18September

Coming Home for the High Holy Days

Coming Home for the High Holy Days


Thomas Hart Benton, the celebrated American Artist, left his native Missouri as a young man to pursue a career as an artist. For many years, studied and worked at his craft in Paris and New York, among other places, before he eventually made his way back to the Midwest. It was upon returning home to his roots, that Benton found his artistic voice and method, becoming one of the first and great regionalist painters of the 20th century

The wanderlust that characterized much of his early behavior remained a part of his soul into his later years, a process which became critical to Benton’s great works. Preparation for painting his grand murals included traveling to a specific city, rural area or state where he might stay for months at a time interviewing locals, learning the area history and creating hundreds of preliminary sketches. This was a lengthy and often arduous process. He is quoted as saying: “Experience is the only thing that changes form.” Going away and fully immersing in an environment informed and inspired Benton, and only then could he come home and put brush to canvas.

Coming home describes the central spiritual task at this High Holy Day season: teshuva, repentance or returning. Each of us undertakes cheshbon nefesh, or deep soul searching. We review our deeds of the past year, make amends, and resolve to change and do better in the coming year. The rabbis describe this as a spiritual homecoming: home to the roots of our goodness, our righteousness, our essence. When we arrive home, G-d stands ready to accept us, ready to walk with us on next year’s journey.

Rabbi Kalonymous Kalmish Shapira, the Rebbe of the Warsaw Ghetto taught that there is a creative process in repentance. While teshuva means repentance or return, teshuva is no simple return. We return to who we are meant to be, but have not yet become. We return to growth and possibility that has lain dormant within us but has not flourished, much as a sculpture lies hidden within a rough block of stone. It is hard work to uncover what lay beneath the surface.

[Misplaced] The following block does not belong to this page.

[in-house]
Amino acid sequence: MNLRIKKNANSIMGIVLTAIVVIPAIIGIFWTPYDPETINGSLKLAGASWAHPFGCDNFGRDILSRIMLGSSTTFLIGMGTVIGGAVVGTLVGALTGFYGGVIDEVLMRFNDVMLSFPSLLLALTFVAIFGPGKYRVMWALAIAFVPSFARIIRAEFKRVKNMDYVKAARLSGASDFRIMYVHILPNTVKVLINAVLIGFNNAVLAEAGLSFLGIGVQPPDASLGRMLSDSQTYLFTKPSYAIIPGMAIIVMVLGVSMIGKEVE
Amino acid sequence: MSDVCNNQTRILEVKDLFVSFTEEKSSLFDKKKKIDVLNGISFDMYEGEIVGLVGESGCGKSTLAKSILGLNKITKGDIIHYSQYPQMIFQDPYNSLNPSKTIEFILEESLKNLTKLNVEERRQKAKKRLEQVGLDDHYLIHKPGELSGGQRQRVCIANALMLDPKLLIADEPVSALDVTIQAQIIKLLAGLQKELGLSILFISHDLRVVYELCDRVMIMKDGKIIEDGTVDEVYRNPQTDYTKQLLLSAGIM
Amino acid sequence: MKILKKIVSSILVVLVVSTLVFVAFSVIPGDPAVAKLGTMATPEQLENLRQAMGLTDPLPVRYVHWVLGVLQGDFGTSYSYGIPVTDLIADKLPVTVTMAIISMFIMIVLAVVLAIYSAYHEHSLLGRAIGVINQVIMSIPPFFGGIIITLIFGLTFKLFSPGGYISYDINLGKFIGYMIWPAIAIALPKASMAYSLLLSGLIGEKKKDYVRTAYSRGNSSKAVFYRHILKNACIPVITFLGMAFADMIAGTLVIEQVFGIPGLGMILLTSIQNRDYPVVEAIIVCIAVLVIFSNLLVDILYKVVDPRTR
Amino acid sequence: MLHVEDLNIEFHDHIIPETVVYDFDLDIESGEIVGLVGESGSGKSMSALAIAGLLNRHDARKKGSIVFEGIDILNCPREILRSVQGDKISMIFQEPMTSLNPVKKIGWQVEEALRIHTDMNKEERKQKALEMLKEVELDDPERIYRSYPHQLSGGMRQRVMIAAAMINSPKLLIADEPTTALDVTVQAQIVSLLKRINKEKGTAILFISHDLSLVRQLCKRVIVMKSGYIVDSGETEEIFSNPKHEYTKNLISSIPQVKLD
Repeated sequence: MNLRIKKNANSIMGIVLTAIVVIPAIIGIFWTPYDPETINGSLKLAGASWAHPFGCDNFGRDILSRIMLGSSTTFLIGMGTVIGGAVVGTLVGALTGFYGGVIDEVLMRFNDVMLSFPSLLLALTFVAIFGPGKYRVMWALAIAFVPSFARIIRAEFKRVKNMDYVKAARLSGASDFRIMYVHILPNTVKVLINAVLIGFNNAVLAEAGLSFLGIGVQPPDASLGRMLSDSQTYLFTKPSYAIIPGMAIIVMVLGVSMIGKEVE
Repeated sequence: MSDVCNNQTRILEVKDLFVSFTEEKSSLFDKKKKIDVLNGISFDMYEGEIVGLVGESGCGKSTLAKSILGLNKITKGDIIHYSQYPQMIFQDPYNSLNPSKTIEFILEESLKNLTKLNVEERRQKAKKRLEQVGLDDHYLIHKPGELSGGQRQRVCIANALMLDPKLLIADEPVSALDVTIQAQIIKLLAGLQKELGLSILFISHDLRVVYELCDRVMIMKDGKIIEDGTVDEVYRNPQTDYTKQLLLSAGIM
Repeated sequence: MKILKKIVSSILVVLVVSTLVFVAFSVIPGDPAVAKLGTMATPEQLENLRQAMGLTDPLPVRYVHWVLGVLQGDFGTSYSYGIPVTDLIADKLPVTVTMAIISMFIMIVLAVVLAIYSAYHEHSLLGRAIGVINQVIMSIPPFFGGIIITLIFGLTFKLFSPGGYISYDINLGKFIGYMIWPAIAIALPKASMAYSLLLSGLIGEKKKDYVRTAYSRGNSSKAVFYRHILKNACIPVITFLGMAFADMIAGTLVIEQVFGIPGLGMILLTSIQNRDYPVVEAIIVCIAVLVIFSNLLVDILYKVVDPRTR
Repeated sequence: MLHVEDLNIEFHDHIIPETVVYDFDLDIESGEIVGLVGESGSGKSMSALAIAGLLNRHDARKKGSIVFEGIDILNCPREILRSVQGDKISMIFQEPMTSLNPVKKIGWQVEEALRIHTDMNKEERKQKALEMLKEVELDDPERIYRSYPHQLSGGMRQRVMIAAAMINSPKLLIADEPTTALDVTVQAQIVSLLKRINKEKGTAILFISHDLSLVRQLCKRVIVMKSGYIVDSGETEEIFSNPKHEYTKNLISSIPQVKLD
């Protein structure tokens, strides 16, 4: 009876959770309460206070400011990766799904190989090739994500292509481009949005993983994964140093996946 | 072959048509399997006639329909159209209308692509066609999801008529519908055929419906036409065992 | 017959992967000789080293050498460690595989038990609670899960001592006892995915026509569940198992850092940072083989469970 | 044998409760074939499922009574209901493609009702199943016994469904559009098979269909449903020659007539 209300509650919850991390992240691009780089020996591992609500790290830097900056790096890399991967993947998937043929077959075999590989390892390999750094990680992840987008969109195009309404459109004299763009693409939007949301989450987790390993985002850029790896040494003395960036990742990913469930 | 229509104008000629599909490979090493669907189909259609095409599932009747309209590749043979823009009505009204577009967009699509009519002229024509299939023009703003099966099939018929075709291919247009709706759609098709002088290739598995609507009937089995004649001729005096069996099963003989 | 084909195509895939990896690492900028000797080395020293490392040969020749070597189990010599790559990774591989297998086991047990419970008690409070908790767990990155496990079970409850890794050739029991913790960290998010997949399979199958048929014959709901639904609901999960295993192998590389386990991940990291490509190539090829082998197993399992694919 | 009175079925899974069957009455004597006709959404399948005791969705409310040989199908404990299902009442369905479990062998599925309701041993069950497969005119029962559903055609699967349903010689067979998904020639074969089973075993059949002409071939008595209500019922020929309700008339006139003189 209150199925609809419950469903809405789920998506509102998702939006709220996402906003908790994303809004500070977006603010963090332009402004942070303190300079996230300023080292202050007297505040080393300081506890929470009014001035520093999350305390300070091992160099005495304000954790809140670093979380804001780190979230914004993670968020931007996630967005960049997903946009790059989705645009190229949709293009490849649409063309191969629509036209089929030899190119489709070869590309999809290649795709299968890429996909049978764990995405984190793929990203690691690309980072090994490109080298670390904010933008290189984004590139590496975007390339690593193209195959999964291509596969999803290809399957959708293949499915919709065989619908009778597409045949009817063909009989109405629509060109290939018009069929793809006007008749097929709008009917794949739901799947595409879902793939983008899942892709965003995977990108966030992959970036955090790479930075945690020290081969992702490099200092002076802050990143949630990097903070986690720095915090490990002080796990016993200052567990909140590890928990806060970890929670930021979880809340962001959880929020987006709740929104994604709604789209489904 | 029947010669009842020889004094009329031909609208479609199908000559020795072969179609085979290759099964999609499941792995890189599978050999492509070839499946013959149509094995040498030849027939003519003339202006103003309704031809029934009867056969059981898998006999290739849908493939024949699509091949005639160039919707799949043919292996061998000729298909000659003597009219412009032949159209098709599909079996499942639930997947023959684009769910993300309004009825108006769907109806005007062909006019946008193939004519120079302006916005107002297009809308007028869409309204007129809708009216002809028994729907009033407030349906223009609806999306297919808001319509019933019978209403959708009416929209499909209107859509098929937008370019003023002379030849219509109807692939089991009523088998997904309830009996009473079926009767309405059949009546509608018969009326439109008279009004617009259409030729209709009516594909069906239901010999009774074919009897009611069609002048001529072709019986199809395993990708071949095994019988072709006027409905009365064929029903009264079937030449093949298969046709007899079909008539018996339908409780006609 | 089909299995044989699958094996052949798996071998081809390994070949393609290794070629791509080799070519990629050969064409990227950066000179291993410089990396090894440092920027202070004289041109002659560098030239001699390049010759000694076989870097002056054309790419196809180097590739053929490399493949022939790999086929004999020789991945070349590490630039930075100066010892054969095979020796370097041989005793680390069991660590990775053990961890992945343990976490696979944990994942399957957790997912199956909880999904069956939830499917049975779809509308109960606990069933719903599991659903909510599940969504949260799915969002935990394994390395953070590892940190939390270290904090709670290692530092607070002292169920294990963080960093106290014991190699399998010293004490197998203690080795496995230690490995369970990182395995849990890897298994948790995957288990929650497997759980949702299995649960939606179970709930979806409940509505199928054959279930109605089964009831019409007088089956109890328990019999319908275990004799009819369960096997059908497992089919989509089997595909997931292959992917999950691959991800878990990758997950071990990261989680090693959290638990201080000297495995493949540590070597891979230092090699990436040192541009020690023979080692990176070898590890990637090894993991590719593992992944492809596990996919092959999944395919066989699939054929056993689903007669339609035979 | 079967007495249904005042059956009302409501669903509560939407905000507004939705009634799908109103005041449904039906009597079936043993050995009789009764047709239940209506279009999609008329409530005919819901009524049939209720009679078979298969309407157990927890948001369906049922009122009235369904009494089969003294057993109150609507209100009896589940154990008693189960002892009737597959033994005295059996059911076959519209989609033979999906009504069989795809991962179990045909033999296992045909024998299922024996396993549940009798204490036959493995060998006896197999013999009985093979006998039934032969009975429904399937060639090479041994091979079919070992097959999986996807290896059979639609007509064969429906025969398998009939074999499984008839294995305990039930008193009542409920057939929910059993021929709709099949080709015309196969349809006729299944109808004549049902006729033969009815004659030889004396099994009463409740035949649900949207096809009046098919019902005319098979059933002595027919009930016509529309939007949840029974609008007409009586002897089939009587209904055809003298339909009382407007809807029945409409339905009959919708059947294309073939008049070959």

Each year, our souls travel far and wide, at times on rocky paths. We often go astray. Yet, the experiences of our lives inevitably lead to changes in our deeds and our dreams, out of which we forge new paths. When we come home each year on the High Holy Days, our souls and our lives find renewal.

May our teshuva inspire us in the coming year to navigate the inevitable challenges life will bring. And may we, with perseverance, creativity and grace bring our souls home.

L'Shanah Tovah Tikatevu!

Image: Thomas Hart Benton, Coming Home, 1934

Written by Rabbi Judith Beiner, Posted in JF&CS - Hope and Opportunity Happen Here

About the Author

Rabbi Judith Beiner

Rabbi Judith Beiner

Rabbi Judith R. Beiner is the Community Chaplain at JF&CS. Rabbi Beiner’s core duties are visitations at area hospitals, hospices, nursing homes and assisted living facilities.  She supports local  Rabbis when their members are hospitalized, works with the team of Bikkur Cholim volunteers,and conducts indigent burials. Rabbi Beiner is on the board of the Atlanta Rabbinical Association.